"Engineers have a hand in designing, creating, and modifying nearly everything we touch, wear, eat, see, and hear in our daily lives" (American Society of Engineering Education).

Engineering applies knowledge from science and math to real-world challenges in an effort of improve the world we live in. It is a broad discipline that encompassess teamwork, problem solving, design thinking, communication, organization, and project management. At the Wellesley, students are encouraged to explore engineering as a discipline through introductory courses, cross-registration with Olin or MIT, research at the We-Lab, and involvement with the Engineering Society.

For information about the engineering cross-registration, certificate programs, or the double-degree programs with Olin and MIT, visit the Engineering Opportunities pages.


General Career Advice

A lot can be accomplished in the engineering career field depending on what area you specialize in as well as on whether you are exploring career paths with an undergraduate degree or a graduate/post-graduate degree.

Areas of specialization within the engineering field include: aerospace engineering, agricultural and biosystems engineering, bio- and biomedical engineering, chemical engineering, civil engineering, computer engineering, electrical engineering, environmental engineering, industrial engineering, mechanical engineering, materials science, and nuclear engineering. Researching the application areas of engineering will be important as you seek ways to apply your engineering knowledge and experience.

Regardless of your desired career path, each student interested in engineering should plan to pursue opportunities that provide valuable experiences and skills - such as campus involvement, research, internships, volunteering, and community engagement. Not only are these great experiences to add to your resume, but they can also help you determine what type of work environments, activities, projects, and “X factors” are a good fit for you.


Pursuing a Graduate Degree in Engineering

Graduate school is often part of the future career trajectory for those interested in engineering. Some students choose to enter graduate school immediately after Wellesley, while others may choose to work for a few years before returning to school. Since Wellesley does not offer an engineering degree, some students may explore bridge programs that provide additional engineering coursework to supplement the liberal arts education and to ready students for the engineering graduate-level work.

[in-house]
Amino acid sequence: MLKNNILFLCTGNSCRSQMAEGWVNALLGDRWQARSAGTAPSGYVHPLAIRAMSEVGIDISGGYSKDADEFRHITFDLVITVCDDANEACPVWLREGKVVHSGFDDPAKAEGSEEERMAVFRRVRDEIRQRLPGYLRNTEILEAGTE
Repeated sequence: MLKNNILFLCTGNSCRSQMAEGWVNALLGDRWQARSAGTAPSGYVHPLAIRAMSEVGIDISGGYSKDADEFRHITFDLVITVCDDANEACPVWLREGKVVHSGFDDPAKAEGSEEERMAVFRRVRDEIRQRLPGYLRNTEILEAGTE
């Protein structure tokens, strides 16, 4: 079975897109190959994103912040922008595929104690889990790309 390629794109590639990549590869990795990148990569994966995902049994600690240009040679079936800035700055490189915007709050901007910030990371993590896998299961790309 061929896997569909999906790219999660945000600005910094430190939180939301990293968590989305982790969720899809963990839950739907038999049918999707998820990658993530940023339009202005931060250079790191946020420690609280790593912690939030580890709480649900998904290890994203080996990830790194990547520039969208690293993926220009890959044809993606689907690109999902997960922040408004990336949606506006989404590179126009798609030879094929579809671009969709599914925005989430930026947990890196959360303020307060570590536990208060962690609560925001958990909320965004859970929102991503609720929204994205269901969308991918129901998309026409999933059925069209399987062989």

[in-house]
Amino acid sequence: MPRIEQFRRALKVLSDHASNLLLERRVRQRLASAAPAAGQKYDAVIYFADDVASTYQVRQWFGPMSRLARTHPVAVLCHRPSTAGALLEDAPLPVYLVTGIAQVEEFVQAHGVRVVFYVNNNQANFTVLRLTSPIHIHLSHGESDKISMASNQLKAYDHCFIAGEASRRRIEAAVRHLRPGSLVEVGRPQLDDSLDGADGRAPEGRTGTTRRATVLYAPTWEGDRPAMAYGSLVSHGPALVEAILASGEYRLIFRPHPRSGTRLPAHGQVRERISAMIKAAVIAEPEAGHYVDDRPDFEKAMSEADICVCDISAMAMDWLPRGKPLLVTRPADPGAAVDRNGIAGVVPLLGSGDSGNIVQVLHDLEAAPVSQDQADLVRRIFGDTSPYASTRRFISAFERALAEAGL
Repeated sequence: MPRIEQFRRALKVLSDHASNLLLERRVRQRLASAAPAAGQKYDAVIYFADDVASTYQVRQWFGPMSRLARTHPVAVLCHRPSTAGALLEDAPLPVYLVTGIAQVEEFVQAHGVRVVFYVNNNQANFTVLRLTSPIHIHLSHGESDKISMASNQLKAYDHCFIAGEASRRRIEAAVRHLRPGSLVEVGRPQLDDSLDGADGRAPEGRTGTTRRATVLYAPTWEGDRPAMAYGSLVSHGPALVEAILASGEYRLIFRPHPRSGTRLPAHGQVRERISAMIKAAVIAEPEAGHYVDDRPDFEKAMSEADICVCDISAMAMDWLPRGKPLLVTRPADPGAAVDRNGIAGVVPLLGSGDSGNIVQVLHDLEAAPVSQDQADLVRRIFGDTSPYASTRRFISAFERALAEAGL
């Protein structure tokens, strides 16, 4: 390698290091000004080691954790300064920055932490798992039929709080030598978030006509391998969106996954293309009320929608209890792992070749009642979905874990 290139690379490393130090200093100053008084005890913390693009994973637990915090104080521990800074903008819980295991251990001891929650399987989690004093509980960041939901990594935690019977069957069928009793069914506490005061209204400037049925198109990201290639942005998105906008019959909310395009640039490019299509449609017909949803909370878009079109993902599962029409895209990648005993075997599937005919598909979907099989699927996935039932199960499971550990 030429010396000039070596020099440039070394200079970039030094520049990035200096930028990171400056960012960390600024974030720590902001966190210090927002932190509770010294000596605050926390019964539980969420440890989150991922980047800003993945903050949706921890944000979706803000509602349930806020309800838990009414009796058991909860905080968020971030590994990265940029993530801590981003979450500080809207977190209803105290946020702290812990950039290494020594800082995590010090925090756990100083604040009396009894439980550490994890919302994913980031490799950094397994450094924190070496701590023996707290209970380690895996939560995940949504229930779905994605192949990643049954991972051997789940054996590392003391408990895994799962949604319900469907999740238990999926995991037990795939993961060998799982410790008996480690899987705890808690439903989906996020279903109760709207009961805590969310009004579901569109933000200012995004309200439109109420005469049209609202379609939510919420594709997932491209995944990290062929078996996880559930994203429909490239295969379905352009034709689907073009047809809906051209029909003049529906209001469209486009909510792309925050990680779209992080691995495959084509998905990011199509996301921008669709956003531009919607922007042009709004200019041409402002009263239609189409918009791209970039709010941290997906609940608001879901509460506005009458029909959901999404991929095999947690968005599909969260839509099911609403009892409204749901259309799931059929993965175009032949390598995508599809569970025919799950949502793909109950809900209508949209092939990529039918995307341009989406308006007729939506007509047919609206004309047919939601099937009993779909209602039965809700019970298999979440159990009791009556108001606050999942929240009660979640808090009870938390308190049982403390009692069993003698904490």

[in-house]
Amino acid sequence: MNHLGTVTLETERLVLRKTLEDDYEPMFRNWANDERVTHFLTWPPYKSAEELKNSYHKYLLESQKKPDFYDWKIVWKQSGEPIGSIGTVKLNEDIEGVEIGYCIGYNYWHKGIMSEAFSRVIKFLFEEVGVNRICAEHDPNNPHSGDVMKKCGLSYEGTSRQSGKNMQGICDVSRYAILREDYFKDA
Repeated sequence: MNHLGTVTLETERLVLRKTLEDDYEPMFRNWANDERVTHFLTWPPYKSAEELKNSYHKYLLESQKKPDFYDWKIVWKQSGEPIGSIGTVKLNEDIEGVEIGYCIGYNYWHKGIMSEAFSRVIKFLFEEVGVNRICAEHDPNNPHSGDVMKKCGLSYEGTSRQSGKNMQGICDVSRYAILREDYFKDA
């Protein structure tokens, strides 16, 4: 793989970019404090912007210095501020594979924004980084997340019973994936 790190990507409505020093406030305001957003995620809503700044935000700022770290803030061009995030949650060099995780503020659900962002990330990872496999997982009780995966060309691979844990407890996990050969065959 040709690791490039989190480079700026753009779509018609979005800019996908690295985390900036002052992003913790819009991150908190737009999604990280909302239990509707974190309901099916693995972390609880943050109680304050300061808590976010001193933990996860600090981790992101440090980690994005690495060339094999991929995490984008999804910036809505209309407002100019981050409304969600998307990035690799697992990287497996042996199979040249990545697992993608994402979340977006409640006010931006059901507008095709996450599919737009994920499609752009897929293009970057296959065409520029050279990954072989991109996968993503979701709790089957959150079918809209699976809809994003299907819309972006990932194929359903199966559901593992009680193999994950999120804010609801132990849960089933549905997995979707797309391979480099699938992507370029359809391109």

If you are considering pursuing a graduate degree in engineering, there are plenty of great resources out there to help you start asking the right questions. Check out the Graduate School resource page in Handshake for a broad overview about graduate school, including the application timeline, asking for references, and financing your education.

When looking for engineering graduate programs, you will need to do some in-depth research about those programs to gain a better understanding of their admissions requirements, the focus of their degree, research areas of the faculty, and the curriculum for the degree. While there are both objective and subjective factors that go into deciding what type of graduate degree or graduate program to pursue, some questions to start with include:

  • What are the research specialties/areas of the faculty?
  • What research projects do the current graduate student work on?
  • What are facilities, laboratories, libraries, etc. like?
  • What are the outcomes of the graduates - academia, research, industry, government, or other professional areas?
  • What is the quality of life for a Master’s or PhD student?

If you are looking for an in-person consultation about graduate school, a good place to start would be by meeting with Frances Adjorlolo ’08, who is the Career Community Advisor for Technology, Engineering, & Physical Sciences. Additionally, you should plan to speak with the faculty in the chemistry department, as your faculty (especially your advisor) will be an essential resource in your graduate school application process.


Career Resources and Professional Organizations

Organizations on Campus
Wellesley Engineering Society (WES)

Engineering Career Resources
REU Sites: Engineering (National Science Foundation)

Professional Organizations

Graduate Programs for Non-Engineering Majors
Boston University - Late Entry Accelerated Program (LEAP)

Updated September 4, 2017
If you have additional resources, please feel free to send them to Frances Adjorlolo at